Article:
June 22, 2024

Health Benefit

Healthy is Rich, Today's Best Investment

Shamsuddin’s data improves health care

3 min read

Data is a powerful tool in a company’s arsenal when it comes to defining one’s market, learning its affiliations and targeting key contacts. Definitive Healthcare provides data and analytics companies such as medical-device makers, hospitals and physicians’ offices can use to grow.

While Definitive Healthcare provides the information promoting growth for its clients, Kate Shamsuddin has been helping grow Definitive Healthcare.

The company has seen a 131%, three-year growth rate since 2016. Shamsuddin, 33, is a key architect in building a product strategy for Definitive Healthcare, with the creation and execution of some 20 product launches, Public Relations Manager Tory Waldron said.

Shamsuddin began at Definitive Healthcare as director of product strategy. Five years and four positions later, she is now senior vice president of strategy, using her ability to remain nimble and her innate sense of how her knowledge can do the most good.

“Two things that come to mind when I think about Kate is how smart she is and how much she cares about her work,” said Samantha Wallace, Shamsuddin’s colleague on Blue Cross Blue Shield Association’s program and product development team. “They sound like simple traits, but when they’re put together, they’re a very powerful combination … Kate knows how to leverage her power very well.”

Though she’s always liked math and numbers, working in healthcare analytics was not Shamsuddin’s lifelong dream. She was born and raised on the North Shore; her parents have owned a jewelry store in Hamilton for 40 years.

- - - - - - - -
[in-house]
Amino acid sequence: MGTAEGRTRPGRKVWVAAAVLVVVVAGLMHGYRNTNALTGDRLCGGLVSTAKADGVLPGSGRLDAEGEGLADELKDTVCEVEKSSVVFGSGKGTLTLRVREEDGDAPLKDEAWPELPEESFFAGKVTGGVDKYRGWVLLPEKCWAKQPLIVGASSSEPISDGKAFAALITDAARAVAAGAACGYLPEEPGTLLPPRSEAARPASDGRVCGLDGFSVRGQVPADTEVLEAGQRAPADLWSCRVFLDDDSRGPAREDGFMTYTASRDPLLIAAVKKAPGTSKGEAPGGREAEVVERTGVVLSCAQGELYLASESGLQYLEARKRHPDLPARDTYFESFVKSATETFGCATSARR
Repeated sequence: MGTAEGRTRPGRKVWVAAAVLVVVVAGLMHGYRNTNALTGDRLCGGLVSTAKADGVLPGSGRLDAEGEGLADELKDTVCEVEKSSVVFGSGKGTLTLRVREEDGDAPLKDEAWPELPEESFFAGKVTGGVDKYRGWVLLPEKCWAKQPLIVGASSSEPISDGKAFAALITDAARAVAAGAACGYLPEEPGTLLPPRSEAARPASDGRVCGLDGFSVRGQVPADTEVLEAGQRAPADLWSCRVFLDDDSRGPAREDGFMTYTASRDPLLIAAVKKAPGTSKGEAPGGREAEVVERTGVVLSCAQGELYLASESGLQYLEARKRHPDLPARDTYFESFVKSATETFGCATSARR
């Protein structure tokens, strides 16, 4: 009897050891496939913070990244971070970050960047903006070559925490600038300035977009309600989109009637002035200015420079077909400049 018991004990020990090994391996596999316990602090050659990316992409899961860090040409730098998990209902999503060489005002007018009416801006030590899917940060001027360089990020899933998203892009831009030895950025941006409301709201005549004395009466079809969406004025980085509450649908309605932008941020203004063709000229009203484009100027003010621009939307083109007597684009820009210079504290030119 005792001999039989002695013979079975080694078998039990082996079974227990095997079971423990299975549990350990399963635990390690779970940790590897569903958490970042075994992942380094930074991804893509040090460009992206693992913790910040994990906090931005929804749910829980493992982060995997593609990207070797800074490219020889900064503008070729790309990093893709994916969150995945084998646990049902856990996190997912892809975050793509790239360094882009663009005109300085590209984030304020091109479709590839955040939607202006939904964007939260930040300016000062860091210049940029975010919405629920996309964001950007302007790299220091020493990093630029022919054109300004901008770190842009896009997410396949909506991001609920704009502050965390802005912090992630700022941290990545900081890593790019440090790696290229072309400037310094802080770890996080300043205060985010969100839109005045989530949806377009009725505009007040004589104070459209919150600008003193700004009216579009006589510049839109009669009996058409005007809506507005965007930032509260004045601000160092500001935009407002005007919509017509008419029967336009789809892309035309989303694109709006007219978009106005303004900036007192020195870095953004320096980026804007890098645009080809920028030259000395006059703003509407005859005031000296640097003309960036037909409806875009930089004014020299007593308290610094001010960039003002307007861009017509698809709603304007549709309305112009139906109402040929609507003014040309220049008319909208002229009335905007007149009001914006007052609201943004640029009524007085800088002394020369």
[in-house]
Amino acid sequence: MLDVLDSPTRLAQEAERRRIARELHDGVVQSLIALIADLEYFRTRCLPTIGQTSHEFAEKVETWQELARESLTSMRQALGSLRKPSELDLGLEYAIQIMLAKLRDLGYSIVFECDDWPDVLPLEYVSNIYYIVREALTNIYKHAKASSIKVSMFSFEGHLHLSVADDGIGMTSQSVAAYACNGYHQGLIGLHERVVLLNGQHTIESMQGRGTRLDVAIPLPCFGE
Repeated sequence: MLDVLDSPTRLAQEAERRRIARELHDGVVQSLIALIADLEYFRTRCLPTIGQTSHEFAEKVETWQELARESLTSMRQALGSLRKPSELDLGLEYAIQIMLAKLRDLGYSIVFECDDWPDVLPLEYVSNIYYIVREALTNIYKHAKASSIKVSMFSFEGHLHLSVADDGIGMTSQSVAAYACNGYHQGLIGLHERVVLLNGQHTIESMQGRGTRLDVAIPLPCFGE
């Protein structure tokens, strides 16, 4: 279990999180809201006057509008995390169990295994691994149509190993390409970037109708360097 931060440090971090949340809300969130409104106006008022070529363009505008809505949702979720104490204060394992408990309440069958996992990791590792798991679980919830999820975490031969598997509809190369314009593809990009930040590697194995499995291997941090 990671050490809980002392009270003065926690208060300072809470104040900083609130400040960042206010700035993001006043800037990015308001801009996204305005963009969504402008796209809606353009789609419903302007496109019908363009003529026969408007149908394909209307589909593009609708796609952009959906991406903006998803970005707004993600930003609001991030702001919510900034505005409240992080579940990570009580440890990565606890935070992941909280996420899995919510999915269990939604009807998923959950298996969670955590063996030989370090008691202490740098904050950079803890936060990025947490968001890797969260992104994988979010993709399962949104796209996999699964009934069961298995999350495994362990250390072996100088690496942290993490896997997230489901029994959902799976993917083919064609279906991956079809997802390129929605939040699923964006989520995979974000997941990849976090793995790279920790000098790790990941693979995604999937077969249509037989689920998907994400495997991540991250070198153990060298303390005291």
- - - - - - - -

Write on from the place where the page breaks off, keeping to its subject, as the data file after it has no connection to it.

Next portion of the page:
Shamsuddin earned an anthropology degree from Atlanta’s Emory University, with a minor in global health.

“I thought I would go to med school and did all the pre-med requirements,” said Shamsuddin. “But the world of healthcare goes broader and wider.”

After graduating in 2008, she worked as a health policy analyst at Waltham’s RTI International for nearly two years. Part of Shamsuddin’s role was to visit and train providers on data collection. Her research area was post-acute care and Medicare payment reform demonstrations, funded by the Centers for Medicare and Medicaid Services.

“I got to see how federal agencies think on healthcare,” said Shamsuddin.

That new perspective helped shape her next venture: a master’s degree in health policy and management from Harvard University in Cambridge.

“It covers how health care is a business and how it is administered,” she said. “That [degree] ultimately created the opportunity to do some work in the payer space. When I came out of graduate school, I worked for Blue Cross Blue Shield … in some of the toughest times in U.S. healthcare reform.”

Working in the company’s strategic development group, Shamsuddin had to understand all 37 U.S. plans, products, services and telemedicine.

Shamsuddin’s move two years later to Definitive Healthcare meant she could relocate to the Boston area. It broadened her career in the form of information systems. She jumped right in.

It was the right choice. Shamsuddin finds fulfillment in helping clients make sense of big datasets so they can make the best decisions for their businesses.

Whether it is a pharmaceutical company bringing medications to market to help patients or staffing agencies looking to reshuffle therapists across locations, she enjoys connecting the dots.

Shamsuddin has set up the DefinitiveCares program, which offers employees paid time off to volunteer for community-boosting initiatives. She is the company’s ambassador for Boston Healthcare for the Homeless. All this in addition to her active career mentorship of others.

“Kate has always been committed to making those around her better,” said Wallace.


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